The Beauty Game: You’ll never see the beauty indus...

The Beauty Game: You’ll never see the beauty industry the same way again

We love discovering new writers. So when we heard about Michaela Day, a freelance beauty creative director, who penned The Beauty Game, we were hooked.

The novel tells the story of Zoe, a talented copywriter who is thrust into the beauty industry. She struggles with her new role writing legal lies about anti-aging creams (PAH), and when she discovers the vile secret the company is hiding, she puts her job, and her life, on the line to uncover the ugly truth about beauty. Cue: mystery with a bit of foundation thrown in.

Because when Zoe first enters the plush offices of global beauty empire Visage D’Or she doesn’t know her day cream from her night cream. She has no idea about the signs of ageing and she thinks uplift is a type of Wonderbra.

Zoe learns fast that beauty means pain, truth means legal lies and miracle creams make beautiful profits. As she struggles to write fiction about fine lines and anti-ageing ingredients she’s manipulated and betrayed by charming words and false promises; what’s more dangerous is that Zoe finds herself overwhelmed, and seduced, by the powerful man behind it all.

So we asked two lovely bloggers to give it a read and let us know their thoughts. So will they be grabbing a copy? Should you?

Megan Burrows, who blogs fashion, beauty and lifestyle over at emmiegee, gave her very honest opinion of a book which she admits she hasn’t quite finished yet…

“For me there are two points that need to be raised about this book, one big positive, and one niggly negative. What I love about this book is that each chapter is opened with a script style narrative, a few lines that help paint the scene in your mind. This really makes you feel like you are in the book, a silent extra, watching the story unfold.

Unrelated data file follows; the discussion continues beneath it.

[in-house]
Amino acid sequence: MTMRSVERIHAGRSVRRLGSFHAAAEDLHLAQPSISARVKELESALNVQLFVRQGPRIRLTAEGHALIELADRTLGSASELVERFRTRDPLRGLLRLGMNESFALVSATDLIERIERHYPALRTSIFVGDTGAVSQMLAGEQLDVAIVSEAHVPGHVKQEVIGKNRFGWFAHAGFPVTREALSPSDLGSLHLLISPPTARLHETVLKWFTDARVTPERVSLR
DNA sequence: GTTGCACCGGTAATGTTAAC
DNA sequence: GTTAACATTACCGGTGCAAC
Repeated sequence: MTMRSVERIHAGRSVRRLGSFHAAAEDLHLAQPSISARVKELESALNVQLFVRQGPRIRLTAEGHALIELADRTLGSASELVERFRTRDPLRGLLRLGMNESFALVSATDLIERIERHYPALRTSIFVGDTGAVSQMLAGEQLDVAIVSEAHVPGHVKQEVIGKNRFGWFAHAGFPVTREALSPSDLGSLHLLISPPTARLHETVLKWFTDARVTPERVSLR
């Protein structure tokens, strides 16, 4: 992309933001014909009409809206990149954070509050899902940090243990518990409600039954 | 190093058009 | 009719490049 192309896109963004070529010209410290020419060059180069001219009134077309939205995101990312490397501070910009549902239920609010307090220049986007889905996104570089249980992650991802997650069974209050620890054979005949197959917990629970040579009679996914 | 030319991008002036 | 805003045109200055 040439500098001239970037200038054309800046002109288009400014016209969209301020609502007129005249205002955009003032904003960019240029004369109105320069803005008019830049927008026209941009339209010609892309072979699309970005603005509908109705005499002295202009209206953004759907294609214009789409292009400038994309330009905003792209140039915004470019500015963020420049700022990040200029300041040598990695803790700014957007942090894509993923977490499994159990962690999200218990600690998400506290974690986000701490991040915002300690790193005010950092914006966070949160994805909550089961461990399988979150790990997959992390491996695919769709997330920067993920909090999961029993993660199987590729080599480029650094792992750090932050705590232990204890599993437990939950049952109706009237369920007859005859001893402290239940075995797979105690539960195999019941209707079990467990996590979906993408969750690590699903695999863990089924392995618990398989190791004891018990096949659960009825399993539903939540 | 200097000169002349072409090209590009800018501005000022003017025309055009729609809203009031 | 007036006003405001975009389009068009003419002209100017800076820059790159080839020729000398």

The second, and not so great point, is that the story seems a little jumpy, nothing major, just in a ‘well that escalated quickly’ kind of way. Zoe Diamond, the main protagonist is someone I think many ladies, including myself, can relate too. Being unwillingly shuffled around at work, defending yourself from the advances of a letch, then finding and losing the man you love are situations that a lot of people have found themselves in (hopefully not all at the same time!).

I think this would be a great book for women (or males) anything from late teens onwards that have an interest in beauty, advertising, or even just like have a bit of a puzzle to figure out. I didn’t find myself reaching for it while I wait for the kettle to boil, but I am suitably hooked an intrigued as to how our Zoe’s story is going to end.”

Creator of the gorgeous Two Nine Three lifestyle blog, Terri-Jane admitted that even though she’s a bit of a beauty novice, it opened her eyes to a secretive industry.

“Day’s writing is fast-paced, and descriptive, and The Beauty Game was a great introduction to a subject I admittedly know very little about, without being so detailed that I couldn’t follow it. I do have to admit though, that I am not a huge chick-lit fan. That said, this would be a great holiday beach read because there is more to it than the traditional girl-meets-boy story. It’s also about breaking stereotypes, and lifting the lid on a famously secretive industry.
The Beauty Game shows just why the beauty industry is so divisive, and demonstrates the line that advertising has to tread; how carefully worded lies are able to become the truth, and how a profitable product must keep its secrets in order to be successful. Day has worked as a Creative Director in the beauty world for many years, and her knowledge of the ins and outs of the industry really shows in her novel.

I liked the scene-setting openings to each chapter, which was doubly useful as the action moved back and forth across the globe. It was helpful to keep track of where the characters were, and it added another dimension to the sense of how luxurious a life in beauty PR could be.

Overall, the novel is a great debut, and I’m certain that there is far more to come from Michaela – if a career in the beauty industry doesn’t provide novel material; I’m not sure what does!”

The book has since been removed from Amazon.